The plaintiffs submitted that the deferential standard of palpable and overriding error that the SCC applied to contracts in Sattva Capital Corp v Creston Moly Corp, 2014 SCC 53 [Sattva] ought to apply to treaties as well (Restoule, paras 398-400). Chief Justice Strathy and Justice Brown dismissed this argument. They point out that a year after Sattva was decided, the SCC referenced both Marshall and Van der Peet in concluding that the standard of review was correctness for a constitutional document regarding legislative bilingualism (Caron v Alberta, 2015 SCC 56 at para 61).
The Chief Justice and Justice Brown offer two policy arguments as well, the first being that treaties are sui generis agreements between the Crown and Aboriginal peoples, limiting the relevance of contract law and therefore cases like Sattva (Restoule, paras 406-07). Second, they write that interpretations of the Robinson Treaties have precedential value for future generations, as the agreements were meant to last indefinitely (Restoule, paras 408-10). As such, even if Sattva were relevant, it would be limited by the rule in Ledcor Construction v Northbridge Indemnity Insurance Co, 2016 SCC 37, which established that contracts of precedential value must be reviewed on a standard of correctness.
The dissenting judges would have held that the standard of review is palpable and overriding error
Justice Hourigan (Pardu J. concurring) would have applied the more stringent standard of palpable and overriding error. This standard shows much greater deference to the trial judge’s findings on questions of fact and of mixed fact and law. Justice Hourigan declined to take up the plaintiffs’ approach of applying Sattva, agreeing with the majority that the analogy to contract law is not entirely on point (Restoule, paras 510-13). Instead, the decisive factor for Hourigan J.A. is that the interpretation of historical treaties requires extensive factual findings to offset certain problems inherent in relying on the written agreement alone (Restoule, paras 521-28). Examples of such problems include the reduced bargaining power of Indigenous peoples in the 19th century, as well as cultural, linguistic, and philosophical differences between the parties.
Justice Hourigan underscores that the trial judge must sift through a mountain of evidence and select from competing views of what happened (Restoule, paras 568-73). The very existence of competing accounts belies the notion of a singular, “correct” interpretation (Restoule, para 571). Justice Hourigan rejects the line that Van der Peet and Marshall draw between finding historical facts and drawing inferences and conclusions from those facts. He writes instead that the fact-finding, inference-drawing, and conclusion-making required for interpreting the parties’ common intention at the time of forming the treaty are “usually two sides of the same coin” (Restoule, para 558).
In response to the majority, Justice Hourigan notes that the authoritative case on appellate standards of review, Housen v Nikolaisen, 2002 SCC 33 [Housen], was decided after Van der Peet and Marshall. Looking at Housen, it may be more appropriate to say that the correctness standard was appropriate in Van der Peet and Marshall because they concerned pure questions of law: the test for an Aboriginal right on the one hand, and the role of the honour of the Crown in treaty interpretation on the other (Restoule, para 559). Justice Hourigan dismissed the majority’s second policy argument by noting that the Robinson Treaties are the only ones in Canada to contain augmentation clauses for their annuity payments. This peculiarity thus negates the Treaties’ purported precedential value (Restoule, para 557).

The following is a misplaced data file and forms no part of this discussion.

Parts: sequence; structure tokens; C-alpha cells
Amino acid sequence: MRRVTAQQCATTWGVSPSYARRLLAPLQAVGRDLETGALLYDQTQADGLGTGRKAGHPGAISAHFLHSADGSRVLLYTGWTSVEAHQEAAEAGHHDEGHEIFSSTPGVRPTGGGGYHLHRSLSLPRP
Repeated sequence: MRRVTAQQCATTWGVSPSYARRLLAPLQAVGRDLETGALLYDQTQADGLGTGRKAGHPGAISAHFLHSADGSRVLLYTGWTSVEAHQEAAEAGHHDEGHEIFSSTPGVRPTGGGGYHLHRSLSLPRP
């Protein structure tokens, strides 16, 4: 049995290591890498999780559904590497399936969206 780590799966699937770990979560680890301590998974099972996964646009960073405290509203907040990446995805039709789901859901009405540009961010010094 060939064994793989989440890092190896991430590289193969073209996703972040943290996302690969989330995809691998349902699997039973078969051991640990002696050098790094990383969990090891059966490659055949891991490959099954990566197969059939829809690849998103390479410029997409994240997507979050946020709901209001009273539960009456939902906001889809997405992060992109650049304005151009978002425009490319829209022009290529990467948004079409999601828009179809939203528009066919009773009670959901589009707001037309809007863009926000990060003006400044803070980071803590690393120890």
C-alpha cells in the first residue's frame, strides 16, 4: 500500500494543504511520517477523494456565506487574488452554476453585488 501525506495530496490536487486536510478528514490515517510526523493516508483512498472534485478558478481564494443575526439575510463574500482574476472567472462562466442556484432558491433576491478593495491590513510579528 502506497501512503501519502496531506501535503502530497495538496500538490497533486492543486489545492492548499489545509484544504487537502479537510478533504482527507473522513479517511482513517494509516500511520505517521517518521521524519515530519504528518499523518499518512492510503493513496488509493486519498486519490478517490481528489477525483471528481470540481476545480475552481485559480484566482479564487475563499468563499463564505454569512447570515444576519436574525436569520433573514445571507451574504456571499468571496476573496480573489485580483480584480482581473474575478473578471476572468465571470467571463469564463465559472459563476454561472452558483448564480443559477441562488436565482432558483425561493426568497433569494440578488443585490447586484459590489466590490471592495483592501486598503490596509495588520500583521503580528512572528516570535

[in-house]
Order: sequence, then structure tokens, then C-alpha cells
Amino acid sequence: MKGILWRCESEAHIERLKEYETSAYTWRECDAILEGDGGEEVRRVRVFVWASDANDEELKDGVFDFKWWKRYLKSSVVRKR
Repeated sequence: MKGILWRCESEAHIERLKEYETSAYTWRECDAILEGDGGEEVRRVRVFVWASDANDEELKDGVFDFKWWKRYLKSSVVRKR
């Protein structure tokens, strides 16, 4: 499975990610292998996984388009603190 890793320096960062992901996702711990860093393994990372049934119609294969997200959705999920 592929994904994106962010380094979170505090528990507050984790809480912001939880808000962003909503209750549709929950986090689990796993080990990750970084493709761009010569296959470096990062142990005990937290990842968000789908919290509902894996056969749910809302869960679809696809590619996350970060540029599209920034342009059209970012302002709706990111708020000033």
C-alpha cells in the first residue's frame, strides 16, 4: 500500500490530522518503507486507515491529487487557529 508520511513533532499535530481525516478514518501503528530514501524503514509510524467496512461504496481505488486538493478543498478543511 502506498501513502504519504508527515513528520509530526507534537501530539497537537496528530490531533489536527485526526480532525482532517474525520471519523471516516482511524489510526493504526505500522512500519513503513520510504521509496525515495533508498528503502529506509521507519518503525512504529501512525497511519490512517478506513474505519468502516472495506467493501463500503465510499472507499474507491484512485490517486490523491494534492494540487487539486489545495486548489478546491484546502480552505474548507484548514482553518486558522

A majority of the Court found that there were no errors in the trial judge’s interpretation of the Treaties
All five justices agree that the objective of treaty interpretation is to identify the common intention of the parties that best reconciles the interests of both sides at the time of entering the treaty (Restoule, paras 107, 451). They also agree that the principles of treaty interpretation include an examination of the words of the agreement as well as the context in which it was negotiated (Restoule, paras 108-09, 388, 420-21). The majority and minority diverge, however, in the relative emphasis they place on text and context in constructing the common intention of the parties. This may explain why they reached opposite conclusions regarding the trial judge’s interpretation of the augmentation clause.
The majority—consisting of Lauwers and Pardu JJ. (Hourigan J.A. concurring)—held that the trial judge did not make any reversible errors. The justices write that “extrinsic evidence is always available to interpret historical treaties” (Restoule, para 108). Further, they write that the examination of such evidence, including the cultural and linguistic differences of the parties, need not wait until ambiguities are discerned in the text of the treaty (Restoule, paras 109-110). In support of this approach, the majority cite both opinions in Marshall as well as the Court’s decision in R v Taylor and Williams, (1982) 34 O.R. (2d) 360.
In this vein, the majority highlights the trial judge’s attentiveness to the Anishinaabe perspective in her analysis of the parties’ common intention. The trial judge found that for the Anishinaabe, treaties are not one-time transactions, but rather relationships over time governed by the norms of respect, responsibility, and reciprocity (Restoule, paras 115-16). This grounds the trial judge’s conclusion that the interpretation of the augmentation clause that best reflects a treaty relationship is the one that recognizes both a collective annuity that increases where the economic circumstances permit it, and a cap on individual payments (Restoule, para 122).